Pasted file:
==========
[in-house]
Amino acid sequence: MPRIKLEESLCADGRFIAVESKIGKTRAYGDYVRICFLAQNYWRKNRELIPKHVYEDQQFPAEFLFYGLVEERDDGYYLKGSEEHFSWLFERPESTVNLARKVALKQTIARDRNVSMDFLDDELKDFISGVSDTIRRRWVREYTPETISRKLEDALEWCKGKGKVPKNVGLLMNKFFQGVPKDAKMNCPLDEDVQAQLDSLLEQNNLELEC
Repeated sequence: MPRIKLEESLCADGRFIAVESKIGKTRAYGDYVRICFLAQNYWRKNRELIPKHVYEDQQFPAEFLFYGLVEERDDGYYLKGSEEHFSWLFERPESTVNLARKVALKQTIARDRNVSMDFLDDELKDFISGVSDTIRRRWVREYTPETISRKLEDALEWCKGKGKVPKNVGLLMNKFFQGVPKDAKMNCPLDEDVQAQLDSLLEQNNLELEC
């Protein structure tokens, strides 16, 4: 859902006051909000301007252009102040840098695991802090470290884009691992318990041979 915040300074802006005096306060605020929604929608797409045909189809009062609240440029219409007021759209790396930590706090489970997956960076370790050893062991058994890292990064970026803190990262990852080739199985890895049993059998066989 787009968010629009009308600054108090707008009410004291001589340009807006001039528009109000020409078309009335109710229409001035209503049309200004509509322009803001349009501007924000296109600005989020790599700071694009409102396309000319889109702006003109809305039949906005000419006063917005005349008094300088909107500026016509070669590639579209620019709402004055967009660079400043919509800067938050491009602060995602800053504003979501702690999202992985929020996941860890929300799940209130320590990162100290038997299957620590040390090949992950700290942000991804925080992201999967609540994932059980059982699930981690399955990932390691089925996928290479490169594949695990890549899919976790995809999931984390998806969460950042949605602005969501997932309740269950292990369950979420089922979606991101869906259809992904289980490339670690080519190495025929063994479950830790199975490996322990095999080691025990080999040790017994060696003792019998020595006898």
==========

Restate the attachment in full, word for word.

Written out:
[in-house]
Amino acid sequence: MPRIKLEESLCADGRFIAVESKIGKTRAYGDYVRICFLAQNYWRKNRELIPKHVYEDQQFPAEFLFYGLVEERDDGYYLKGSEEHFSWLFERPESTVNLARKVALKQTIARDRNVSMDFLDDELKDFISGVSDTIRRRWVREYTPETISRKLEDALEWCKGKGKVPKNVGLLMNKFFQGVPKDAKMNCPLDEDVQAQLDSLLEQNNLELEC
Repeated sequence: MPRIKLEESLCADGRFIAVESKIGKTRAYGDYVRICFLAQNYWRKNRELIPKHVYEDQQFPAEFLFYGLVEERDDGYYLKGSEEHFSWLFERPESTVNLARKVALKQTIARDRNVSMDFLDDELKDFISGVSDTIRRRWVREYTPETISRKLEDALEWCKGKGKVPKNVGLLMNKFFQGVPKDAKMNCPLDEDVQAQLDSLLEQNNLELEC
């Protein structure tokens, strides 16, 4: 859902006051909000301007252009102040840098695991802090470290884009691992318990041979 915040300074802006005096306060605020929604929608797409045909189809009062609240440029219409007021759209790396930590706090489970997956960076370790050893062991058994890292990064970026803190990262990852080739199985890895049993059998066989 787009968010629009009308600054108090707008009410004291001589340009807006001039528009109000020409078309009335109710229409001035209503049309200004509509322009803001349009501007924000296109600005989020790599700071694009409102396309000319889109702006003109809305039949906005000419006063917005005349008094300088909107500026016509070669590639579209620019709402004055967009660079400043919509800067938050491009602060995602800053504003979501702690999202992985929020996941860890929300799940209130320590990162100290038997299957620590040390090949992950700290942000991804925080992201999967609540994932059980059982699930981690399955990932390691089925996928290479490169594949695990890549899919976790995809999931984390998806969460950042949605602005969501997932309740269950292990369950979420089922979606991101869906259809992904289980490339670690080519190495025929063994479950830790199975490996322990095999080691025990080999040790017994060696003792019998020595006898």